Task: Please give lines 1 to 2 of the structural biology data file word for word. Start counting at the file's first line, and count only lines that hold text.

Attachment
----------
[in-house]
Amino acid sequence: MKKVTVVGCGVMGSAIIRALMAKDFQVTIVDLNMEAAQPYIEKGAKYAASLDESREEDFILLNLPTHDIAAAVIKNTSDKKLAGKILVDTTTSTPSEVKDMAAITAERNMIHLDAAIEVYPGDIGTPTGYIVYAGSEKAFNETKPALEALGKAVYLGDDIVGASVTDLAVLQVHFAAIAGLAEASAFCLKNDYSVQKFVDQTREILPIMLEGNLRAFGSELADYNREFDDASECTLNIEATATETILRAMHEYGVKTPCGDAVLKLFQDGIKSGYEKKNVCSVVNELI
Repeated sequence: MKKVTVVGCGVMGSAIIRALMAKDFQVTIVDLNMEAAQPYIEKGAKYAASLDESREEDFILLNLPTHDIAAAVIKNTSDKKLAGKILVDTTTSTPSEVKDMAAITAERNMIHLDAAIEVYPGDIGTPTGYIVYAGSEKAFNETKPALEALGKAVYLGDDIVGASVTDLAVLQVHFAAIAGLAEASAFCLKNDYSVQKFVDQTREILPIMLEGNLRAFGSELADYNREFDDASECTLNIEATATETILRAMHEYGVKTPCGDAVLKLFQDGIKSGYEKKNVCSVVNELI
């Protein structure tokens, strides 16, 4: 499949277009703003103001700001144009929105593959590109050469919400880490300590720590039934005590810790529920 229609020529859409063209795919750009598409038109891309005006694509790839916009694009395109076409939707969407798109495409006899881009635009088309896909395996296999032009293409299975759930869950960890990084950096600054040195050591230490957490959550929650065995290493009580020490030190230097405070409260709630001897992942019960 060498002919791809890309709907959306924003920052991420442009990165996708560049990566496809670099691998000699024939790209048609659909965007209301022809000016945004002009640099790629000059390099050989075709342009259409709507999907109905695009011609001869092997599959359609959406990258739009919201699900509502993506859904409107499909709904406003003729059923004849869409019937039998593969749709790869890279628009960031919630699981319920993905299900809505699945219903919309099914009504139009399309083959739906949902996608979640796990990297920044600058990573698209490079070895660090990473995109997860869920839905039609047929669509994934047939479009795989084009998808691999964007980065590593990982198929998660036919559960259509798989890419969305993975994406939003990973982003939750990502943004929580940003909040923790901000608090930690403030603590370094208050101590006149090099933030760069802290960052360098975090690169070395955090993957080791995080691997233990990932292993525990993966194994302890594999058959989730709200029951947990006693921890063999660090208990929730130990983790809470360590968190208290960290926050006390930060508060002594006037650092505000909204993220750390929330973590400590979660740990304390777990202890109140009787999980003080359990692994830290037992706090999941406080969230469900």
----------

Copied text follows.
[in-house]
Amino acid sequence: MKKVTVVGCGVMGSAIIRALMAKDFQVTIVDLNMEAAQPYIEKGAKYAASLDESREEDFILLNLPTHDIAAAVIKNTSDKKLAGKILVDTTTSTPSEVKDMAAITAERNMIHLDAAIEVYPGDIGTPTGYIVYAGSEKAFNETKPALEALGKAVYLGDDIVGASVTDLAVLQVHFAAIAGLAEASAFCLKNDYSVQKFVDQTREILPIMLEGNLRAFGSELADYNREFDDASECTLNIEATATETILRAMHEYGVKTPCGDAVLKLFQDGIKSGYEKKNVCSVVNELI